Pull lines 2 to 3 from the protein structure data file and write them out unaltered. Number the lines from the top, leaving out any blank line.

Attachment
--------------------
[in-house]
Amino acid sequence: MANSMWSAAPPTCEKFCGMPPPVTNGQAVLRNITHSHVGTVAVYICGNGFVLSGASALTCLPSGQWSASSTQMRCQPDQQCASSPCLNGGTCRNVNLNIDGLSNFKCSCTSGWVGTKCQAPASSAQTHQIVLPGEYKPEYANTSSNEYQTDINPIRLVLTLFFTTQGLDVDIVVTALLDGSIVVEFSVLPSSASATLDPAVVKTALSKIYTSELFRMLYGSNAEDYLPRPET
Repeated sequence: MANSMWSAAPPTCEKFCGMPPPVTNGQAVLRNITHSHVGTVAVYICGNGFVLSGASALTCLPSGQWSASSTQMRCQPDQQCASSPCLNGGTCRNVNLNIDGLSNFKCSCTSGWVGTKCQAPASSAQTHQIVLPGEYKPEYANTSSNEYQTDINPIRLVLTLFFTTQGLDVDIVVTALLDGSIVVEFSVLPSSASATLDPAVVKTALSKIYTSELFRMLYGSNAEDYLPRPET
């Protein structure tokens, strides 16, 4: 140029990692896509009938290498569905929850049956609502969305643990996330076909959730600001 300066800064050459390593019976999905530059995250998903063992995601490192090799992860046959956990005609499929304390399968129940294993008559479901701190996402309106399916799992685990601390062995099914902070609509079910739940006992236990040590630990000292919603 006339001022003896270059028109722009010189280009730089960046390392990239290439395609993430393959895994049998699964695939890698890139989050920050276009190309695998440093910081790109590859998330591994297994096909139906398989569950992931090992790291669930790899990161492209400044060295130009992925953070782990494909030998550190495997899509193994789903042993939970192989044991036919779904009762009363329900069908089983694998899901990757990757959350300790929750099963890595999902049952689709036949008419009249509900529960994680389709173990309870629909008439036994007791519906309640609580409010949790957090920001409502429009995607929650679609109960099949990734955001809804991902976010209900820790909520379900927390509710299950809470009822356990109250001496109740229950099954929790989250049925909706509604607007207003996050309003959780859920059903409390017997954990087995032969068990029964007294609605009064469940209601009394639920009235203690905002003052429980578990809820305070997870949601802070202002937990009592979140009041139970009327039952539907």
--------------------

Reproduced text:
Amino acid sequence: MANSMWSAAPPTCEKFCGMPPPVTNGQAVLRNITHSHVGTVAVYICGNGFVLSGASALTCLPSGQWSASSTQMRCQPDQQCASSPCLNGGTCRNVNLNIDGLSNFKCSCTSGWVGTKCQAPASSAQTHQIVLPGEYKPEYANTSSNEYQTDINPIRLVLTLFFTTQGLDVDIVVTALLDGSIVVEFSVLPSSASATLDPAVVKTALSKIYTSELFRMLYGSNAEDYLPRPET
Repeated sequence: MANSMWSAAPPTCEKFCGMPPPVTNGQAVLRNITHSHVGTVAVYICGNGFVLSGASALTCLPSGQWSASSTQMRCQPDQQCASSPCLNGGTCRNVNLNIDGLSNFKCSCTSGWVGTKCQAPASSAQTHQIVLPGEYKPEYANTSSNEYQTDINPIRLVLTLFFTTQGLDVDIVVTALLDGSIVVEFSVLPSSASATLDPAVVKTALSKIYTSELFRMLYGSNAEDYLPRPET